A Mankato Democrat said a colleague attempted Tuesday to get the Minnesota House Public Safety committee to pick up two pieces of gun control legislation that were tabled at the end of February, but that attempt was not successful.
Representative Dave Pinto is the chief author of two bills that were introduced more than 13 months ago. Representative Jack Considine is co-author, and said one would require background checks for most private gun sales because, “Polls consistently say that about 85 percent of Minnesotans want to see that happen.”
The second would allow for a restraining order to remove guns from someone in crisis and Considine said, “And it has to be credible. You just can’t come in and go, ‘That guy is in crisis.’ They have to have some reasons and then they would be asked to surrender their guns until an assessment can be done.”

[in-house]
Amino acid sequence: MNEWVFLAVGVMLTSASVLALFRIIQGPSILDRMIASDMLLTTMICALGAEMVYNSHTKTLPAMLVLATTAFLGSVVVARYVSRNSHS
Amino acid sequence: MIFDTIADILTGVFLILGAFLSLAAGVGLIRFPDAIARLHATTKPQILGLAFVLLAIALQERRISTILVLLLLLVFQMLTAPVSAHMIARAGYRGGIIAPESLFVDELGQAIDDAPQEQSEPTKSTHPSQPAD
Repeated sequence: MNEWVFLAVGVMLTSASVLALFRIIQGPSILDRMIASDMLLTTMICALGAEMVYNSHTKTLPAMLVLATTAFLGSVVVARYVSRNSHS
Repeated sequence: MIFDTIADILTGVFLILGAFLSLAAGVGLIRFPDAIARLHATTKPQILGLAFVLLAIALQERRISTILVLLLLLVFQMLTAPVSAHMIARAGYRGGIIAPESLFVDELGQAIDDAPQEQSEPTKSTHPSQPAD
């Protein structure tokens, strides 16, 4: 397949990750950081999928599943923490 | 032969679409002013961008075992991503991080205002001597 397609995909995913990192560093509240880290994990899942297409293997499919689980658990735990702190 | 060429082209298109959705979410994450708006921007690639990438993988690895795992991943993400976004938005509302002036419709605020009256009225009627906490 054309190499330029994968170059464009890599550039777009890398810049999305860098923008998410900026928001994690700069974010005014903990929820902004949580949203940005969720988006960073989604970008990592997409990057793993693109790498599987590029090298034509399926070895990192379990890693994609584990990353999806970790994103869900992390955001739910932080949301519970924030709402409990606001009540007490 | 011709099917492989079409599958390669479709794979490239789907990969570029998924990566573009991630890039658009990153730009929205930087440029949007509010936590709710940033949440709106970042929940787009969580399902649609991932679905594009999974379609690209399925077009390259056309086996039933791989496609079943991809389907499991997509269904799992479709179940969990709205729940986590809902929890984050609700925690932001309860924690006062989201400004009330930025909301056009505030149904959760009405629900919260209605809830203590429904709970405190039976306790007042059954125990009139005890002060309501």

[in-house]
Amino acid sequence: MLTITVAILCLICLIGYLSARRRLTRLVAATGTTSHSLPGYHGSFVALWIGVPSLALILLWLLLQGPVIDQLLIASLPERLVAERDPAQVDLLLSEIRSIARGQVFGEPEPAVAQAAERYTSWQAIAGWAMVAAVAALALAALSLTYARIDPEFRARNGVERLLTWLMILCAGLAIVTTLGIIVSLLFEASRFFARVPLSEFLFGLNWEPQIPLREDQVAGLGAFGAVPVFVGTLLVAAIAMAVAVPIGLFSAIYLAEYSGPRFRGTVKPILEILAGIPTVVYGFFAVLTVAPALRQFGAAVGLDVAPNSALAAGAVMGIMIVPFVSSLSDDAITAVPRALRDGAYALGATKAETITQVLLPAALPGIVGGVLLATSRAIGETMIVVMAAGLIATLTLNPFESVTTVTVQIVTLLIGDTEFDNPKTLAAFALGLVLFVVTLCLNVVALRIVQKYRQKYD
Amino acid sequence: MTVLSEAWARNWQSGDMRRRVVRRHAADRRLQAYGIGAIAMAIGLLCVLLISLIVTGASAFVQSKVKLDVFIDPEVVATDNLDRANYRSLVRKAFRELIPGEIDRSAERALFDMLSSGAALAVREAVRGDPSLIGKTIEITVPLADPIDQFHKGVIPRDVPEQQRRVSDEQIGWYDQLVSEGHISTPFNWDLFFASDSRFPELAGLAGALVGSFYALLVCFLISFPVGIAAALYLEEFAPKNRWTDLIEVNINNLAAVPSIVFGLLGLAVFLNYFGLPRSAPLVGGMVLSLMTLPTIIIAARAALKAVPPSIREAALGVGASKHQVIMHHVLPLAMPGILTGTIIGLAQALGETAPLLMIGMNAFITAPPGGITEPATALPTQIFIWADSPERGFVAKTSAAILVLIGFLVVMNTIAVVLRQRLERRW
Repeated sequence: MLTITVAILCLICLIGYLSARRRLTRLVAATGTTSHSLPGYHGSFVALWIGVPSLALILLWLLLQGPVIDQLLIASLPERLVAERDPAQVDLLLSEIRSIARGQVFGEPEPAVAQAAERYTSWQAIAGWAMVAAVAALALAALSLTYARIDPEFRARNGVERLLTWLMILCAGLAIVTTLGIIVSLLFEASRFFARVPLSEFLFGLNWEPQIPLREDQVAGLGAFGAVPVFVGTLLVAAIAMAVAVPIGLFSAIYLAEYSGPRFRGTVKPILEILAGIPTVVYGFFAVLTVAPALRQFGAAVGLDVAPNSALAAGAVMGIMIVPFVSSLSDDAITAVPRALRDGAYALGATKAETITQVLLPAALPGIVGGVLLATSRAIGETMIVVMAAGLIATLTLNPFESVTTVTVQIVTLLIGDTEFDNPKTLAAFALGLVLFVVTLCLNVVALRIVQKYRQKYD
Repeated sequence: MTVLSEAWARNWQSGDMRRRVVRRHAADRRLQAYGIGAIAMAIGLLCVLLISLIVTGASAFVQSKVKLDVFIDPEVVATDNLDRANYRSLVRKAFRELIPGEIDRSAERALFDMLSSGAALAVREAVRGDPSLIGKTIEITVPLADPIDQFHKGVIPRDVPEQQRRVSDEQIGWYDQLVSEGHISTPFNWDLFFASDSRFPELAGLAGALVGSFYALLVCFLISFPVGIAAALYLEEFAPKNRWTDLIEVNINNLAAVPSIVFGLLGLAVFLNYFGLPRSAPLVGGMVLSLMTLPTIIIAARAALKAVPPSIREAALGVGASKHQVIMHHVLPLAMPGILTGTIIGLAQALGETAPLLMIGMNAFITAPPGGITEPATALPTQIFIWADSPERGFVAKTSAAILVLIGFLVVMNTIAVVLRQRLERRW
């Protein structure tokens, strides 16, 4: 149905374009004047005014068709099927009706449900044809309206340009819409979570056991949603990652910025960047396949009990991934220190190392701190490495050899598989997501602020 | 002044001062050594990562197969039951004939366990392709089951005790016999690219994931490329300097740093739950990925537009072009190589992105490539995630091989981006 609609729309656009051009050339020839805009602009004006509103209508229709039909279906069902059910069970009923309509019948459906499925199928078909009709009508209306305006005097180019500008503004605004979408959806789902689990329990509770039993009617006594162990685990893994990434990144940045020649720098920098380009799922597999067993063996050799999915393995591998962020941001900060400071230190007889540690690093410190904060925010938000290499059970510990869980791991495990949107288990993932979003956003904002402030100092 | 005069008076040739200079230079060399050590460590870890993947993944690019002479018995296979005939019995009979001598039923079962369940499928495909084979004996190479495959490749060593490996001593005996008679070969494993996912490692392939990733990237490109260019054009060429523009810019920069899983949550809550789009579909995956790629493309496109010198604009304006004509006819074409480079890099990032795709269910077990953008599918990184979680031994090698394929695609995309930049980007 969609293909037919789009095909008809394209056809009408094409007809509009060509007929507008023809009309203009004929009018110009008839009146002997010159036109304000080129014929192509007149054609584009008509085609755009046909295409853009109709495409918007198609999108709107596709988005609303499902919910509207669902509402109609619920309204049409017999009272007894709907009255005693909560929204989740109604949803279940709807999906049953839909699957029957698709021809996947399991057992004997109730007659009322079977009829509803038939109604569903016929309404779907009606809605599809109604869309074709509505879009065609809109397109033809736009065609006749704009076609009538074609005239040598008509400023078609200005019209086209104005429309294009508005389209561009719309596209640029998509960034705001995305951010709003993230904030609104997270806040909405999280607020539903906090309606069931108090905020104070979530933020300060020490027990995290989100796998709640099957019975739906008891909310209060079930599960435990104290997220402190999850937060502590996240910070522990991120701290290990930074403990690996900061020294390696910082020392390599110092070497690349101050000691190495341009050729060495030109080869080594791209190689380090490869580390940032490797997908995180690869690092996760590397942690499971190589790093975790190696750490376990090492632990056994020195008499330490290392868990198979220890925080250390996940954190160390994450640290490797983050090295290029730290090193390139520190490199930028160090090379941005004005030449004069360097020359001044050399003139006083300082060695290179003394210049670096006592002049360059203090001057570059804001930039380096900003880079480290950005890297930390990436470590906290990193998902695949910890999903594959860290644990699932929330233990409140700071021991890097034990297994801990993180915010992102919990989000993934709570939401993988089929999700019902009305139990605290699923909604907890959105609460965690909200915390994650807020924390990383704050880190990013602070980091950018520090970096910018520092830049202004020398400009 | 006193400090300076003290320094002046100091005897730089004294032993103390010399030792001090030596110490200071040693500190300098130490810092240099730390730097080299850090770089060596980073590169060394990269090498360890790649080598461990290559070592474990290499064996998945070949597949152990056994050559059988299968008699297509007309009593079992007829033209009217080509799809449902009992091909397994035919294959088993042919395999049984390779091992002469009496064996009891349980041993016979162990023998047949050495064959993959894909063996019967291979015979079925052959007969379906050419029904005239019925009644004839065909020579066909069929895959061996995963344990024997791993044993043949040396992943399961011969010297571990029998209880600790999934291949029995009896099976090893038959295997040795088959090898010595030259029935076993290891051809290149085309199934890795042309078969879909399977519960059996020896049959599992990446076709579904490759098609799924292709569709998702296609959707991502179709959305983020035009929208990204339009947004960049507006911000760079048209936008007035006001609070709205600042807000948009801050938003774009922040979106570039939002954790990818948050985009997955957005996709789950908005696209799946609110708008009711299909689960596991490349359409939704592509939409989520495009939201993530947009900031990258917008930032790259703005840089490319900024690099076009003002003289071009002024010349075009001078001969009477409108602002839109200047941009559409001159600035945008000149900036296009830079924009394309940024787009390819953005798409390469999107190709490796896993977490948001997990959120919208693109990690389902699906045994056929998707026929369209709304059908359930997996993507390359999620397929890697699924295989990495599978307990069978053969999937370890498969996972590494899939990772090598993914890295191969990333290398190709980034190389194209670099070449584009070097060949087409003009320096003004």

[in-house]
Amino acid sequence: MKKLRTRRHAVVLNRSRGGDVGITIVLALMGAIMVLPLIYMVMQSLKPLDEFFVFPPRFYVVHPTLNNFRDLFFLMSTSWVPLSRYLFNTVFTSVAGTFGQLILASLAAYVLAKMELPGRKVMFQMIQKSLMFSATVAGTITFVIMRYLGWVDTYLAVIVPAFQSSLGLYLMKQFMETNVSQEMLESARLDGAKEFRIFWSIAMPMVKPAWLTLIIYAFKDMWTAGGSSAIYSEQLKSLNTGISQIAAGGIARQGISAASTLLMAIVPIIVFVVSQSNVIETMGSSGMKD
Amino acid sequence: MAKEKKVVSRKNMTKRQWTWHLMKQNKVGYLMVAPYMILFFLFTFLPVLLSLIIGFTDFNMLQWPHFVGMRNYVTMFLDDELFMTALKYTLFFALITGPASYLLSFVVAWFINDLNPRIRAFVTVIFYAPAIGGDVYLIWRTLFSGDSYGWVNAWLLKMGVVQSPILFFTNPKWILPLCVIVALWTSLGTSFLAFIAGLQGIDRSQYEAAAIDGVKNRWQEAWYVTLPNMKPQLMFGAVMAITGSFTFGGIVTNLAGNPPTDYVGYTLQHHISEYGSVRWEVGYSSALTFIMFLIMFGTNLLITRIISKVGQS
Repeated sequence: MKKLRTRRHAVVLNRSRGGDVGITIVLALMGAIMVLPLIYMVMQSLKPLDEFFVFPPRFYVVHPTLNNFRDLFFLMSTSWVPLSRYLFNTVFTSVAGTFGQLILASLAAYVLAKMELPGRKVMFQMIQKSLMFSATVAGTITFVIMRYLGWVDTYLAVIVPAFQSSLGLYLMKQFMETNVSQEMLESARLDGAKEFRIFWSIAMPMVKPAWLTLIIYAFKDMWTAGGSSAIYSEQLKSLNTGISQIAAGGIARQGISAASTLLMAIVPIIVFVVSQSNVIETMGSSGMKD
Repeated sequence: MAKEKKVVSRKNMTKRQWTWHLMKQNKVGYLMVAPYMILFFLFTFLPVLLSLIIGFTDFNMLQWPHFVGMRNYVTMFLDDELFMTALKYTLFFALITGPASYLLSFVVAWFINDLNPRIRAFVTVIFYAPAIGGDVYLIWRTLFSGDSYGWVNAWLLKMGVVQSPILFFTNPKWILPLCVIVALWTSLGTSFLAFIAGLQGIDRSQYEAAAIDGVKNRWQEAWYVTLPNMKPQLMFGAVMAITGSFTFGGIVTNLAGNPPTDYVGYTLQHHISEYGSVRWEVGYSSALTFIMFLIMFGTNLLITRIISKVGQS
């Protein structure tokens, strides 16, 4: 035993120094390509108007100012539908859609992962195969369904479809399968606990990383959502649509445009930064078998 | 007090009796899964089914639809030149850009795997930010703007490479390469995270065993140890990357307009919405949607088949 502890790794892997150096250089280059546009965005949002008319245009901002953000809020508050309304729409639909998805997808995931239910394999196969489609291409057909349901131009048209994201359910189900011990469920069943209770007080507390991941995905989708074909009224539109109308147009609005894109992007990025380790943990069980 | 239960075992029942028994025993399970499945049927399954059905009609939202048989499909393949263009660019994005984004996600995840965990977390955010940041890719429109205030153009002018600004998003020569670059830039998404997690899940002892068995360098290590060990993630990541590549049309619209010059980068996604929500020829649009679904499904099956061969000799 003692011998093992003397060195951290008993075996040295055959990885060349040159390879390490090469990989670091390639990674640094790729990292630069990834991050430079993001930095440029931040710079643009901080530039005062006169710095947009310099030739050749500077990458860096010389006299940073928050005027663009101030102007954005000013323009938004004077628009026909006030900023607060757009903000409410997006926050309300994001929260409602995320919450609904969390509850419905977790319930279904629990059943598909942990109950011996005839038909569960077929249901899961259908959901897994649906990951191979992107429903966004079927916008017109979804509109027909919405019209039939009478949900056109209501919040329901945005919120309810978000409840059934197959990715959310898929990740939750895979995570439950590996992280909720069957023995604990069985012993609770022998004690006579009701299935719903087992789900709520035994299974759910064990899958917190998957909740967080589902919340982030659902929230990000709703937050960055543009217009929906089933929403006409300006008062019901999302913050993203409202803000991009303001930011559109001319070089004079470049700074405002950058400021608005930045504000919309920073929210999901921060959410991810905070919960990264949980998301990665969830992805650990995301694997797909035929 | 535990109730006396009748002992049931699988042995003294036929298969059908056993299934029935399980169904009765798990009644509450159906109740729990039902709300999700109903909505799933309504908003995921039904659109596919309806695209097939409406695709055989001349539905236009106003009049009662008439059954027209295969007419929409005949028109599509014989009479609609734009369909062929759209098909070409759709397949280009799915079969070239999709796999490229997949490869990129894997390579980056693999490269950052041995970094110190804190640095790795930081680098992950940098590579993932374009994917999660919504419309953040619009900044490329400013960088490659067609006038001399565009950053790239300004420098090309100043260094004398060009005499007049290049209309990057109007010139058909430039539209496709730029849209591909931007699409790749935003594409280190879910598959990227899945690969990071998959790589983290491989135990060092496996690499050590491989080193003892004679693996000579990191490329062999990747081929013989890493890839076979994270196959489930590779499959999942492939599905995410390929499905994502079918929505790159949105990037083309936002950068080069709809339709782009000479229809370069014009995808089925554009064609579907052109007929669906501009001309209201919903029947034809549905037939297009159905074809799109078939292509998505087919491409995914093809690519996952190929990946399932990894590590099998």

Opponents argue that the proposed law could be abused, but Considine explained, “Perjury is a felony, so if somebody is going in and lying they can be charged with a felony; there is an additional thing, which is a misdemeanor, for just making a malicious report.”
Considine is chief author of a third gun-related measure he also hopes to see pass this session; it would close loopholes in the law that bans bump stocks – which make a semi-automatic gun fire shots in rapid succession, simulating automatic fire. He said, “I do not want law enforcement to walk into a firefight and discover that they are facing automatic weapons. I do not want to make it easier for somebody to get that and go off on a spree in Minnesota.”
The final deadline for the bill to be scheduled for a hearing is Thursday. Dozens of gun control advocates in attendance walked out.